Gold prices climbed to a one-month high today as analysts at Goldman Sachs say investment demand should remain strong, even after the economy starts to emerge from its recession. They expect the rally to continue on fears about debasement and a weaker U.S. dollar.
Investment demand for gold torn
Goldman analyst Mikhail Sprogis noted that gold prices struggled to find a direction since the March rally from the Federal Reserve's QE announcement. He said gold was torn between a major negative wealth shock to emerging market consumers and central bank demand and a jump in fear-driven investment demand in developed markets.
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He noted that the COVID-19 shock to emerging market consumer demand this year has been significant as gold imports in India plummeted 99% in April and May. Additionally, the Russian central bank stopped buying gold when oil prices collapsed. He added that the Chinese gold premium has recovered from recent lows, but it remains lower than its historical average.
On the other hand, he said fear-driven investment demand for gold has been unprecedented. Demand for gold coins is up 30% year to date, while exchange-traded funds have increased their total gold weight 20% year to date. He also said latent demand for gold is significant.
He added that gold ETFs capture about half of the inflows to physical investment demand. That implies investment demand for gold in developed markets could be up by as much as 1,000 tons. That more than offsets the decline of 700 tons in emerging market consumer demand.
Sprogis said the unstable environment caused some to worry that as risk-on sentiment improved and developed markets emerge from their lockdowns, investment demand for gold will moderate. In such a scenario, fear-driven demand would decline while wealth demand continues to struggle in emerging markets.
However, the number of COVID-19 cases has begun rising again, which has resulted in a fresh surge in fear-driven investment demand for gold, boosting prices. Sprogis also said that when the market starts to recover, gold investment demand usually grows into the early stage of the economic recovery. He said that growth is driven by ongoing debasement concerns and lower real rates.
In fact, he said after the Global Financial Crisis, uncertainty in economic policies and cross-asset correlations remained high until 2013.
While the economy increases and developed market demand remains strong, he said there should be a significant comeback in emerging market demand as lockdowns ease and the U.S. dollar weakens. As a result, he raised his gold price forecasts. His three-month forecast moves from $1,600 to $1,800, while his six-month forecast rises from $1,650 to $1,900 an ounce. His 12-month forecast increases from $1,800 to $2,000 an ounce.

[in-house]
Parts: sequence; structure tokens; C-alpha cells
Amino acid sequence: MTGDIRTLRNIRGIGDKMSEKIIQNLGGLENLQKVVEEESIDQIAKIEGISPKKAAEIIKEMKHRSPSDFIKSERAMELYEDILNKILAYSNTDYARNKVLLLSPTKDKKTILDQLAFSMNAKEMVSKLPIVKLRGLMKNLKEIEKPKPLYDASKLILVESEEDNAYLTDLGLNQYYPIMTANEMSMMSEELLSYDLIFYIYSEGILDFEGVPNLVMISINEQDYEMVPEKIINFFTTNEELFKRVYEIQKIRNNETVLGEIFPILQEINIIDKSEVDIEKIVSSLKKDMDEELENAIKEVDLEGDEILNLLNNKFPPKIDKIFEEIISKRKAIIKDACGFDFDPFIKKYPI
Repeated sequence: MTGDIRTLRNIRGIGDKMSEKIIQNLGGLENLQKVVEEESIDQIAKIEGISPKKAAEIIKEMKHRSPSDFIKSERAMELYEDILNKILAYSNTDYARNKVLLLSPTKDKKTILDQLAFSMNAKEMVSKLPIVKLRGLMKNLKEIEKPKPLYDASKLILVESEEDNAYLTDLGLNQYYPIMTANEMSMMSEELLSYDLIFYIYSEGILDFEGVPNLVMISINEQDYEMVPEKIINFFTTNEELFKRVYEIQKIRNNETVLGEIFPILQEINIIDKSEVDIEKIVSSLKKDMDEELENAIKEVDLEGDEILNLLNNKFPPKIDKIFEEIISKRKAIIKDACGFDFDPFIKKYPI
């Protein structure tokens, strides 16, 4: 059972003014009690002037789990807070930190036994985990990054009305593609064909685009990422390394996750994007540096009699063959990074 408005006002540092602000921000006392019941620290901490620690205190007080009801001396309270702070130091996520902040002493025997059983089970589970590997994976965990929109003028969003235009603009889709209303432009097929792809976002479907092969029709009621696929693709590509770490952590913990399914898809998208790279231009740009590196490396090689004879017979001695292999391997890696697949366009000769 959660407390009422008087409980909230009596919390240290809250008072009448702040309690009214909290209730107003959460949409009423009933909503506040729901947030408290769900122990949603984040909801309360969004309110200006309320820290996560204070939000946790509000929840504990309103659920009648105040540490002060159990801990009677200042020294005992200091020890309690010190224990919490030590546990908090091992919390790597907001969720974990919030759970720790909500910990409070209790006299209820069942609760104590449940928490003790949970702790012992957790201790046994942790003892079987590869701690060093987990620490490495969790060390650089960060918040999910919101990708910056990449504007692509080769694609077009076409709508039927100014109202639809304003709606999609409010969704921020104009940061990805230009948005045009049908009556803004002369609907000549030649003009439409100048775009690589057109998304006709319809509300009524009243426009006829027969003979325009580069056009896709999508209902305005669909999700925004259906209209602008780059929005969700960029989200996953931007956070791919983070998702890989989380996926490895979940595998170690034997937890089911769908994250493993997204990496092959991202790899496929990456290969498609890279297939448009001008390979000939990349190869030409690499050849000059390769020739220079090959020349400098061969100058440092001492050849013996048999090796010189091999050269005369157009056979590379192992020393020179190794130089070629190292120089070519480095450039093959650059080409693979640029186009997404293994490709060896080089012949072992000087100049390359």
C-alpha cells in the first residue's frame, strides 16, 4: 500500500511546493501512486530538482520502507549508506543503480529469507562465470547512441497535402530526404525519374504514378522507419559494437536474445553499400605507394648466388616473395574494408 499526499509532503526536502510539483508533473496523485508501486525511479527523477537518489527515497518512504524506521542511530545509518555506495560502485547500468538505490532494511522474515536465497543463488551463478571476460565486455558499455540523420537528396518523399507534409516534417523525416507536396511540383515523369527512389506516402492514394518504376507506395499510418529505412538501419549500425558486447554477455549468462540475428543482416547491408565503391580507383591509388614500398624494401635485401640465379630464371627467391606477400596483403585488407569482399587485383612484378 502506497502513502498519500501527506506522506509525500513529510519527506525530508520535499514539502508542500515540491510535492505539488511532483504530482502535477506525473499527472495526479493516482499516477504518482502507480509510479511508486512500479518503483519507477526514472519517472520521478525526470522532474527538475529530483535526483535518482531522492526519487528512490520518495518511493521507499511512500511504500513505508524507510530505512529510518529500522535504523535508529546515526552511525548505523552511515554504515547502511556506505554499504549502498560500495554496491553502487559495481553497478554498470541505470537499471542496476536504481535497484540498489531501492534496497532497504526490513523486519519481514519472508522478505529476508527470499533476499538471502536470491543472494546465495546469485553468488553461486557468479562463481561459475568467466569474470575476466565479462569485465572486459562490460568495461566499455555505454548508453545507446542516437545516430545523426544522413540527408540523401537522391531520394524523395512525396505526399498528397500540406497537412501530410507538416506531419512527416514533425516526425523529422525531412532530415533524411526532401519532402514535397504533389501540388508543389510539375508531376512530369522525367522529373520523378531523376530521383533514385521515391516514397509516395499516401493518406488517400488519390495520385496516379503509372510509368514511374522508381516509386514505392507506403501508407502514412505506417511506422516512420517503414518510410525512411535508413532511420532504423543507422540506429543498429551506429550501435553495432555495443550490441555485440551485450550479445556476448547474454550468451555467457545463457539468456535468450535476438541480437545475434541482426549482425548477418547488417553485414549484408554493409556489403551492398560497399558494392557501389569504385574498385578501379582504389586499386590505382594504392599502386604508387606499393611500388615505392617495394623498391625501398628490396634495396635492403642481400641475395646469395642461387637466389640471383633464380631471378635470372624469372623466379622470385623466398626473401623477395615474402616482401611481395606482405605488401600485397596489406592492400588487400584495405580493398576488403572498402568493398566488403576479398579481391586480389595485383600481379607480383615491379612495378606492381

Less concern about emerging market gold demand
The Goldman Sachs analyst also emphasized that the weakness in consumer demand in emerging markets is less of a concern because it is partially driven by the higher gold prices. He said price-sensitive retail buyers are crowded out by strong investment demand for gold in developed markets.
He estimates that fear-driven investment demand for gold has driven prices 18% higher, while the wealth drag has amounted to about an 8% weight on prices. Thus, he said he net effect is about 10%, which is roughly in line with the 13% gold prices have increased year to date.
Current path of gold prices
Sprogis expects gold prices to follow a path similar to what they did between 2008 and 2013.
He explained that after the Global Financial Crisis, gold prices jumped initially as nominal rates fell and quantitative easing started in November 2008. Gold prices were range-bound through the first half of 2009 as policies took hold, although there were some brief corrections amid risk-on min-rotations out of defensive assets.
Gold prices finally broke higher in October 2009 as real rates declined, inflation increased, and policy remained loose. Sprogis said allocation to gold continued to increase in line with the share of inflation protected assets in portfolios for three years.
He noted that economic uncertainty continued for several years after the recession, and investment demand for gold will probably keep rising into the recovery stage of the business cycle. He said it wasn't until policy and economic uncertainty declined that gold prices fell after the Global Financial Crisis.